Feeling intrusive at a proper market in the high Andes
The Puruha people of the high Ecuadorian Andes have been holding a market at Guamote once a week for around 4,000 years. They have probably always held it on a Thursday from before Thursday had a name.
The Tren Crucero with us on board crept into the market square of this small town 3,057 metres above sea level. As it came in, traders moved off the track in front of it. As the last of the four carriages arrived, the market closed in behind. I could tell this had happened because, as I alighted there were people and tethered pigs and sheep sitting on the track within feet of each end of the train.
The people here have seen the Incas come and go and I got the impression that they were now patiently waiting for the Europeans to leave.
This is a proper market. There are no trinkets to sell to us tourists, no knick-knacks or alpaca scarves. We are ignored as we walk about and they get on with their lives. I feel intrusive and I resist the temptation to lift the camera hanging round my neck.
The only way to break the ice is to do some shopping. I buy a couple of fresh, sweetish bread rolls decorated with a pinch of hundreds and thousands. I tell the stallholder they are delicious — it is true — and I am allowed a photograph.
The colours and textures are wonderful, dignified women in wide skirts, puffed up with voluminous underskirts. They call them mother and daughter skirts. Bright, green, magenta, pink or blue woollen shawls are draped round their shoulders covering embroidered white shirts. Bowler hats or fedoras in brown or black crown nut-brown weather-beaten faces. Sharp dark eyes are emphasised by crows' feet earned by long days of work in the sun and wind. Noble faces like this are not to be photographed; memory will have to do. The few youths in nylon football shirts jar.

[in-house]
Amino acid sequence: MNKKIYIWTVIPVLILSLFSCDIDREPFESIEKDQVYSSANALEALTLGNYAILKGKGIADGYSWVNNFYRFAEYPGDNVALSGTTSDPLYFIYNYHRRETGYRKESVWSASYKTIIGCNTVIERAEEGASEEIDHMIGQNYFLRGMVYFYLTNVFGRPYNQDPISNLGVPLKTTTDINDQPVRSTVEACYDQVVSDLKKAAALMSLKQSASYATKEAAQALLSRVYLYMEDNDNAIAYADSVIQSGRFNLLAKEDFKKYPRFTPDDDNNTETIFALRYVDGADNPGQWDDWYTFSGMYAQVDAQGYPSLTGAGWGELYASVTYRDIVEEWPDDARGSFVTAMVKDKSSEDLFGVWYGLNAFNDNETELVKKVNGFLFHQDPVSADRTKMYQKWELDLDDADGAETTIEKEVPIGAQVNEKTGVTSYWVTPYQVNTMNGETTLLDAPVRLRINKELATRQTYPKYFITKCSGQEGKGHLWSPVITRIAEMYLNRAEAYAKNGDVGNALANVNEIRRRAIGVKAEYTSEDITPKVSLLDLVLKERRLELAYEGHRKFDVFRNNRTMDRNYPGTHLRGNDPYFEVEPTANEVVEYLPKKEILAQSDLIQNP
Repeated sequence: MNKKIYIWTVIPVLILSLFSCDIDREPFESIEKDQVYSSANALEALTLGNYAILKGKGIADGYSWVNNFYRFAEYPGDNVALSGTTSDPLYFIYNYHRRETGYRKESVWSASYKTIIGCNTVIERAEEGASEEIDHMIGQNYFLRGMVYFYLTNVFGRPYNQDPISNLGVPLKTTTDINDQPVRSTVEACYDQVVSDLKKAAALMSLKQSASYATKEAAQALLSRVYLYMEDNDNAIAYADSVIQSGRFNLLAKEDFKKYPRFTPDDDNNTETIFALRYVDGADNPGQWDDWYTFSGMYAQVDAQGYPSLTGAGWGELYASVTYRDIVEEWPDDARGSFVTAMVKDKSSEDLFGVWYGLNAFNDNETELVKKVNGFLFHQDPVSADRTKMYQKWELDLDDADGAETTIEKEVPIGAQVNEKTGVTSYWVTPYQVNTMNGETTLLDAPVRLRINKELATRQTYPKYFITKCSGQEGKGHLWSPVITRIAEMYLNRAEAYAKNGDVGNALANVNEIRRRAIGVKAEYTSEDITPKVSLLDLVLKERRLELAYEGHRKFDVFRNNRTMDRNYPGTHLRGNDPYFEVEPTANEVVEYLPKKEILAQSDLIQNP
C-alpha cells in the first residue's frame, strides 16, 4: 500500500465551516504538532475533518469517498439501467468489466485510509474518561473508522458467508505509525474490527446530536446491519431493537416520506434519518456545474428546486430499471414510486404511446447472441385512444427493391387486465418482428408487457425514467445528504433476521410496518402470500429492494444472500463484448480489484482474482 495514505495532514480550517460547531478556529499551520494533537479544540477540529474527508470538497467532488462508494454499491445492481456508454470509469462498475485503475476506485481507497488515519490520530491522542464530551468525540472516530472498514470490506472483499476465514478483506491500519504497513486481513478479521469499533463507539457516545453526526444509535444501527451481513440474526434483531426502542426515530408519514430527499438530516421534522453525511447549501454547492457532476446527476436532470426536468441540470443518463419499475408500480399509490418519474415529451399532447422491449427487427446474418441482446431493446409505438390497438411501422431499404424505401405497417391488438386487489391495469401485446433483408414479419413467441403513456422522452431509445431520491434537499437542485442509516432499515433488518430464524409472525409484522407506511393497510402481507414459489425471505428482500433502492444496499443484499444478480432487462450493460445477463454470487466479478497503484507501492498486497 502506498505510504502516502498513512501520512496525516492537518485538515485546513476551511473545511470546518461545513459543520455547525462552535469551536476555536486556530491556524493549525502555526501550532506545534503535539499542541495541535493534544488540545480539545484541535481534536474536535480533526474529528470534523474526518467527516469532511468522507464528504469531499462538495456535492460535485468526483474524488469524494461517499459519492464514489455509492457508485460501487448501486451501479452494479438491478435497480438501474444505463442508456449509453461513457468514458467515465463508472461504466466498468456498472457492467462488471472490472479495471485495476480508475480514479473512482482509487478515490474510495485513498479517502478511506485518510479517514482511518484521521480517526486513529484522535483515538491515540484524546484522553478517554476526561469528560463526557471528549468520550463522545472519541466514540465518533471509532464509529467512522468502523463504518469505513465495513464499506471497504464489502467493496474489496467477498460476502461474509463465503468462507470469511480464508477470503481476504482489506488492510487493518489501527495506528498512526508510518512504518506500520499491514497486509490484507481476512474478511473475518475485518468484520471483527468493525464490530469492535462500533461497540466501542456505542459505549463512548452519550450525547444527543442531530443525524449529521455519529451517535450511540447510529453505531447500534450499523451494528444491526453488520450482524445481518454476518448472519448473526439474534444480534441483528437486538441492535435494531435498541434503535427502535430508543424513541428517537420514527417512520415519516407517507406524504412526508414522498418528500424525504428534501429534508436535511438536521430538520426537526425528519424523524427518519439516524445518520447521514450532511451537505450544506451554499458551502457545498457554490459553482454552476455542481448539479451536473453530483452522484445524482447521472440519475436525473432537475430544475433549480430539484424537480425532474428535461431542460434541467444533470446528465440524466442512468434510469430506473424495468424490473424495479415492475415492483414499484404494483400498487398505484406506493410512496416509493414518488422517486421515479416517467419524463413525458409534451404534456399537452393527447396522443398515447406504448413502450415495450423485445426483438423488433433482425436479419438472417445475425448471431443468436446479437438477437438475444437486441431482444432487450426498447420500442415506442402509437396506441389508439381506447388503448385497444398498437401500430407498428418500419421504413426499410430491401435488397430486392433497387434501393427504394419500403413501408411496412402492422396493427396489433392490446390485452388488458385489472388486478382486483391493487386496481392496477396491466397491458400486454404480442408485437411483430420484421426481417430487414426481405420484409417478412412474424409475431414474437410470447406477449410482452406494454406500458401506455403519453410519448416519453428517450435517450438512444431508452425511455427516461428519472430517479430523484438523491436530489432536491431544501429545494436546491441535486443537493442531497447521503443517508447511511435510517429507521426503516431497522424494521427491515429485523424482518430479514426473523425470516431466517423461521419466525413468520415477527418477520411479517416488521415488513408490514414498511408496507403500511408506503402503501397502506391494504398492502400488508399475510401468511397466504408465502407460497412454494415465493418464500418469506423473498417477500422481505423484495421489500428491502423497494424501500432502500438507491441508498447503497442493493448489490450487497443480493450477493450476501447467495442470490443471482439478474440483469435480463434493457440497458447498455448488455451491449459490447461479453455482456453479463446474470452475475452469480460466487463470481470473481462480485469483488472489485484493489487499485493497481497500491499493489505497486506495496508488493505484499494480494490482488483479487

Bright vegetables and the mixed stock of the rope sellers set off the colours of the clothing.
The chatter of the market is briefly drowned out by an orange seller announcing his keen prices by loudspeaker from his pick up truck. His wife walks behind making the sales.
I spot a young woman wheeling a trolley selling fresh coconuts. She moves fast and I have to chase her round the market to catch up. Deftly she stabs a hole in the top, squirting my glasses with juice. She allows herself to laugh. There is nothing to beat cool fresh coconut water straight from the nut. She allows me to take a photo but shyly moves back.
Most other food is on the hoof. A woman walks past with a triumphant grin, clutching a squealing piglet to her chest. Across the way a lamb is being half carried, half dragged out of the market. Its bleating suggests it has just found out the meaning of the phrase, 'Lamb to the Slaughter'.
I cannot manage a hot, newly cooked empanada but it looked good.
I notice a three-deep semi-circle of attentive farmers listening to a man selling patent medicines. I do not understand his language but he is good, they are intrigued, he makes them laugh. He knows how to read his audience. At the end of his pitch, most of the crowd fades away. They enjoyed the show but they are not buying. The snake oil salesman closes up his case philosophically.
I make my way back to the train and take a few discreet long distance pictures. The engine sounds its air horn. The traders ahead of the train move out of the way at their own pace and we intruders move on leaving behind the people who belong here.